Former Argentinian President Ordered Arrested for Covering Up Iran’s Role in Terror Attack
An Argentinian judge on Thursday ordered the arrest of the country’s former president Cristina Fernández de Kirchner, accusing her of covering up Iranian involvement in the 1994 bombing at the Buenos Aires Jewish center that killed 85 people and wounded 300, The Times of Israel reported.
The former president, who now serves as a senator, is accused of signing a 2012 deal with Iran that would have allowed senior Iranian officials implicated in the attack to be investigated in their own country, rather than in Argentina. In December of 2015, after succeeding the Kirchner government, the government of new Argentinian President Mauricio Macri announced that it would not renew the agreement with Iran. In 2014 a court had ruled that the pact was unconstitutional, but Kirchner had appealed the decision. In 2015, Argentina declassified files on two attacks, which devastated the country’s Jewish community: the files on the 1994 bombing and documents relating to the 1992 bombing outside the Israeli embassy in Buenos Aires that left 29 dead and 200 wounded. The Iranian-backed Lebanese terrorist group Hezbollah has been implicated in both atrocities, but no one has ever been convicted.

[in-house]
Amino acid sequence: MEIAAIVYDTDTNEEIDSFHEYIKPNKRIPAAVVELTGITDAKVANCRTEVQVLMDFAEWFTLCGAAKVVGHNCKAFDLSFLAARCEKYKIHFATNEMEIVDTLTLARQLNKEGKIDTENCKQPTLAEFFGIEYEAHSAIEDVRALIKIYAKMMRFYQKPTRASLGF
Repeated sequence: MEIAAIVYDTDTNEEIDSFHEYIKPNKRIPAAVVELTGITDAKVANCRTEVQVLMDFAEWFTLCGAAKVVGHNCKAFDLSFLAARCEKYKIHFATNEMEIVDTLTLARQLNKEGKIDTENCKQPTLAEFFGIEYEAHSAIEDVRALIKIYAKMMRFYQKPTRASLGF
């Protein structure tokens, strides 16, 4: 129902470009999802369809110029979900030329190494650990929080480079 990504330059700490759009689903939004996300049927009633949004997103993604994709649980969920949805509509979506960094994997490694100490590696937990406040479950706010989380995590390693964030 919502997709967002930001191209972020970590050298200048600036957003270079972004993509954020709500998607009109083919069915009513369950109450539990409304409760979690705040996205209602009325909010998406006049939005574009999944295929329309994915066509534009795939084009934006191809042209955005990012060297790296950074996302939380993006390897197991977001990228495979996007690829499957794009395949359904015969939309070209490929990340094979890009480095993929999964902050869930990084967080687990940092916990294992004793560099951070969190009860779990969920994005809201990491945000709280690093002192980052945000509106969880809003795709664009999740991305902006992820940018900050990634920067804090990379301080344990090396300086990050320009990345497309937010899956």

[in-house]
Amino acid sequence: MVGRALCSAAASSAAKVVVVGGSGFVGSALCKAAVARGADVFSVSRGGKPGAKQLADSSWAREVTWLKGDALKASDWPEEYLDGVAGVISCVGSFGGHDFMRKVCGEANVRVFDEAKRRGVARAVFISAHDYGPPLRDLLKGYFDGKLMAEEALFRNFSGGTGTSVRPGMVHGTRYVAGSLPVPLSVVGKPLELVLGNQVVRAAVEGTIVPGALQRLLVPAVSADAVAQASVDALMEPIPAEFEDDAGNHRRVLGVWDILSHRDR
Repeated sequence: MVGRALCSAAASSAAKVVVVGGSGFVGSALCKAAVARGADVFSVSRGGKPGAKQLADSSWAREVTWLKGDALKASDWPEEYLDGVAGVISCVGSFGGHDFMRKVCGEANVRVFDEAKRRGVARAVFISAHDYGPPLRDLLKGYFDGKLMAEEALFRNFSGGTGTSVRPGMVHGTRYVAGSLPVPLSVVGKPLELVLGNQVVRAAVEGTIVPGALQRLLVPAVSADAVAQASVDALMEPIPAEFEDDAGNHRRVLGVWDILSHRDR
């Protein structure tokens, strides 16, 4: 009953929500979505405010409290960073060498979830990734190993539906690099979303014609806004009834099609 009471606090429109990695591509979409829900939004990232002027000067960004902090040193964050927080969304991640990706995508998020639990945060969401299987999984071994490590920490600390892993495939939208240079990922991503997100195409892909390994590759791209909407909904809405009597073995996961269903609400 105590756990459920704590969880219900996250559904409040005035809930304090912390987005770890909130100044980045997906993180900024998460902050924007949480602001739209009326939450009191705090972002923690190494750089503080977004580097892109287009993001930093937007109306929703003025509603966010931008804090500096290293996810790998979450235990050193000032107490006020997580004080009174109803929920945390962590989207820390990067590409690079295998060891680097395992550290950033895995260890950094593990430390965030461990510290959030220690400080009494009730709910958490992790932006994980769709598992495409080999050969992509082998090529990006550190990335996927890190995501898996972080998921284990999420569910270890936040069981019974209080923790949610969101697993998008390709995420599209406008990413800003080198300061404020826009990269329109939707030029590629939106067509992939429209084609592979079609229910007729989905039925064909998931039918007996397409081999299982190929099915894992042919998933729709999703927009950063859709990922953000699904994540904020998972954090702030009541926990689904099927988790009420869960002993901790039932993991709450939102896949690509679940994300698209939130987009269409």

Kirchner is now facing accusations of treason, as judge Claudio Bonadio asked lawmakers to remove the immunity from prosecution she has as a senator. For the immunity to be lifted, a two-thirds majority is needed in the chamber. The case came back into the spotlight 21 years later, after a Jewish prosecutor appointed to reopen the investigation died mysteriously in what his family claims was an assassination. In November, Argentina’s border police agency concluded that Alberto Nisman, who led the probe, was murdered just four days after formally accusing then-president Kirchner of the cover-up in January 2015. Prosecutors subsequently ordered a murder investigation into Nisman’s death, previously ruled a likely suicide, after he was found dead in his apartment with a bullet wound to the head a day before he was to appear before congress to set out his case. Her role in the cover-up of the Jewish center bombing is the most serious charge before Kirchner, who is also facing accusations of corruption and money laundering stemming from her years as president.